Please use this identifier to cite or link to this item: https://hdl.handle.net/10356/65383
Title: Building and validating gene regulatory networks (GRN) with delays from multiple data sources
Authors: Liu, Wenting
Keywords: DRNTU::Engineering::Computer science and engineering::Computing methodologies::Artificial intelligence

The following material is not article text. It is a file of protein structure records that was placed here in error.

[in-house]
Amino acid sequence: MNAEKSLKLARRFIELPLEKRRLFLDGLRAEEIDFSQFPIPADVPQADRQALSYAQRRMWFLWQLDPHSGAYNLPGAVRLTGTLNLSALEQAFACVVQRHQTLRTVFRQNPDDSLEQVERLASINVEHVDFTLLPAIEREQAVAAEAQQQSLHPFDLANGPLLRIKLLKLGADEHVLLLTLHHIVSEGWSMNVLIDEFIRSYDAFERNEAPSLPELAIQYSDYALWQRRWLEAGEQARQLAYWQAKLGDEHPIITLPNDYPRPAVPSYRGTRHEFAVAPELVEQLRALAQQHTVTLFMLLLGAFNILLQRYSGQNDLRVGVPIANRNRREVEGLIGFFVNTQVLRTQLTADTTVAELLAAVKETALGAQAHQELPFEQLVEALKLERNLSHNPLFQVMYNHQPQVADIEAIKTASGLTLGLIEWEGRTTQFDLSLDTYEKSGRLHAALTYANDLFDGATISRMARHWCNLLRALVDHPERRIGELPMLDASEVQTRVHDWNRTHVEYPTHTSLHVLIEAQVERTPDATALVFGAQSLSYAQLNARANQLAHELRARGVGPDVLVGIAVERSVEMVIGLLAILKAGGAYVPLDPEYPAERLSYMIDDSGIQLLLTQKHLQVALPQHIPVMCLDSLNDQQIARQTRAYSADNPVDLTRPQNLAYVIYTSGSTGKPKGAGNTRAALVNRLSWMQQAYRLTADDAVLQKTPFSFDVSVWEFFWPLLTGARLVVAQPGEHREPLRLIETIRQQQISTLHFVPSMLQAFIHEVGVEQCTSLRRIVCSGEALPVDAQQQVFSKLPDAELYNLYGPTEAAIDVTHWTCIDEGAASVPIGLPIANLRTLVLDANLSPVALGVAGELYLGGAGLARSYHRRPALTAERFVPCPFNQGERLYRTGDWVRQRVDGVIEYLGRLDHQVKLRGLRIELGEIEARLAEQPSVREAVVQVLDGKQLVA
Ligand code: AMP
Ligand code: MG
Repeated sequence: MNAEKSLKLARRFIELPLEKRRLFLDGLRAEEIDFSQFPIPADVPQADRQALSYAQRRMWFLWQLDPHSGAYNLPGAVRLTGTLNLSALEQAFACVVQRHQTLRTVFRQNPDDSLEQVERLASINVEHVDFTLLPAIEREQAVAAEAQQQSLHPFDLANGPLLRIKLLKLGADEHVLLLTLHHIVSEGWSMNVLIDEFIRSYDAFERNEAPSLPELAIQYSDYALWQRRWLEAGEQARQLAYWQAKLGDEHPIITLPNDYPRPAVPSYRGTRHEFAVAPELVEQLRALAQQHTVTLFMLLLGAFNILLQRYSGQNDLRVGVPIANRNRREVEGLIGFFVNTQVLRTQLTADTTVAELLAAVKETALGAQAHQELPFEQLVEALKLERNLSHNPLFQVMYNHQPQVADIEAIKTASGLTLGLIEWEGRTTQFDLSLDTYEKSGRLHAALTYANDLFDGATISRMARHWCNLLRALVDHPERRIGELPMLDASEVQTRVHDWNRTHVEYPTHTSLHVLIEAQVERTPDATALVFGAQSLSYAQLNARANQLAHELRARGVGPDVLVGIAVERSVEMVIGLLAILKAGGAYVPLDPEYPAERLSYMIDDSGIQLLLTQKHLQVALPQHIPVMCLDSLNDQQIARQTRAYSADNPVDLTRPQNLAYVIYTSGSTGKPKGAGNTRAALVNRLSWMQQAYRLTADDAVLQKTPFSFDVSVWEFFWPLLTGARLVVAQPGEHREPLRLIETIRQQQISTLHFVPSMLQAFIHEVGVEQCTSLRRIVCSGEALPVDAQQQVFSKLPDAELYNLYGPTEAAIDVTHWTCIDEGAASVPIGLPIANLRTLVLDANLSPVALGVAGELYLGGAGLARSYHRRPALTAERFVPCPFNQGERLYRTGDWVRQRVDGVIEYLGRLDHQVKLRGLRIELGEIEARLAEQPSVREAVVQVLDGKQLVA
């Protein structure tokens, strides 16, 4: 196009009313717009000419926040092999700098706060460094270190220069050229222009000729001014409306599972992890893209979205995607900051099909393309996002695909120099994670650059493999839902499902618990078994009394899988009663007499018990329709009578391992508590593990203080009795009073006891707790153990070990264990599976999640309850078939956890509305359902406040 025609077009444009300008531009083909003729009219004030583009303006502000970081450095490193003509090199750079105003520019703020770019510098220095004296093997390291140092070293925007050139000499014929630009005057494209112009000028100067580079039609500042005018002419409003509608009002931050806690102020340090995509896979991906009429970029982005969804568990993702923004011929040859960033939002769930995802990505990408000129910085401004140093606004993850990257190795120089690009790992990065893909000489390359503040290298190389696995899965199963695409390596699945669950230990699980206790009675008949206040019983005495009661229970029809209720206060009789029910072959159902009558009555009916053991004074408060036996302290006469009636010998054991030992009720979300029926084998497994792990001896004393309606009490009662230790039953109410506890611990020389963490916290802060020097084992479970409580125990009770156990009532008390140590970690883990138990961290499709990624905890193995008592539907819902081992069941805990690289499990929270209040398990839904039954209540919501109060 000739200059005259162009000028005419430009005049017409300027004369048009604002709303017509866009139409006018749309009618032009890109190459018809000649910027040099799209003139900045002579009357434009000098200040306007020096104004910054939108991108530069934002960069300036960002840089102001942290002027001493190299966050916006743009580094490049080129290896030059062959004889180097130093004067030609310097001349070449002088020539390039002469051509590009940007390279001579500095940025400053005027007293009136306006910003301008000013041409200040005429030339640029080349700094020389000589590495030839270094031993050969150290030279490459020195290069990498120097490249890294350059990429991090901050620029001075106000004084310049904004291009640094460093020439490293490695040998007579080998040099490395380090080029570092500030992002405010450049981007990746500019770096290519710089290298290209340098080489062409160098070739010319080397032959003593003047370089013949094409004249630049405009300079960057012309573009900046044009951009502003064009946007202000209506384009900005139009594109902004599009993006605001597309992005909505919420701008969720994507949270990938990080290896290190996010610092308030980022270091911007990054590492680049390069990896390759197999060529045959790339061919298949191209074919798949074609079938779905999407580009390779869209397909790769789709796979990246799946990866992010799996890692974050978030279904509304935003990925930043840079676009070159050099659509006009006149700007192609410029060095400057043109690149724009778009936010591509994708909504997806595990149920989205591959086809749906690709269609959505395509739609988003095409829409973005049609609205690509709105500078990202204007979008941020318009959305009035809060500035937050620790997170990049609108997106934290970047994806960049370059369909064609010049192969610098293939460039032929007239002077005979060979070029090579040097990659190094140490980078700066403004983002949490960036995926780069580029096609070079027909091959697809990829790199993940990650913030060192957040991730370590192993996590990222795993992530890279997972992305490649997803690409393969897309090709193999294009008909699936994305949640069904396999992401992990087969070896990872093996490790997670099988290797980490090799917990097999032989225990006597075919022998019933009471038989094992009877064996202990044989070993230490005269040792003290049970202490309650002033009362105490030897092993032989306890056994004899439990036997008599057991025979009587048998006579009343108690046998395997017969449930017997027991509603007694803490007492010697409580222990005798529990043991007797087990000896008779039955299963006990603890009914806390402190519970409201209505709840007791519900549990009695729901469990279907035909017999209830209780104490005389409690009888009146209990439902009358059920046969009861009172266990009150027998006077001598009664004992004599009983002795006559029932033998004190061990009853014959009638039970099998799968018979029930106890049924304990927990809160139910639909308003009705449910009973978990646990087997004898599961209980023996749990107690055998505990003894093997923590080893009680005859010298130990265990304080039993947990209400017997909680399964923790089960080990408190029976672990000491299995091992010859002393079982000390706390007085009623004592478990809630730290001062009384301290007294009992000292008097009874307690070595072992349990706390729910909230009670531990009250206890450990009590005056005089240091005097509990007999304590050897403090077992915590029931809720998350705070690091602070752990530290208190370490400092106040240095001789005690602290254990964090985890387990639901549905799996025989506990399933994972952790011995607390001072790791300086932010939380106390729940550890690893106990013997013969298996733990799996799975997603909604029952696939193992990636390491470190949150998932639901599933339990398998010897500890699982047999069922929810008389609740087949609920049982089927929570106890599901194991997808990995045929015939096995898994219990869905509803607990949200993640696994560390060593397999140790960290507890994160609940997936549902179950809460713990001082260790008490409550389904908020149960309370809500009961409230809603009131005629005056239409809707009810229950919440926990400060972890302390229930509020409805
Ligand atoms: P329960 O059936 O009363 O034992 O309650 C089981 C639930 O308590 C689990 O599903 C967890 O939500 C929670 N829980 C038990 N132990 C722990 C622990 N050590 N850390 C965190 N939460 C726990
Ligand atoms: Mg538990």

DRNTU::Engineering::Computer science and engineering::Computing methodologies::Document and text processing
DRNTU::Engineering::Computer science and engineering::Computing methodologies::Pattern recognition
Issue Date: 2015
Source: Liu, W. (2015). Building and validating gene regulatory networks (GRN) with delays from multiple data sources. Doctoral thesis, Nanyang Technological University, Singapore.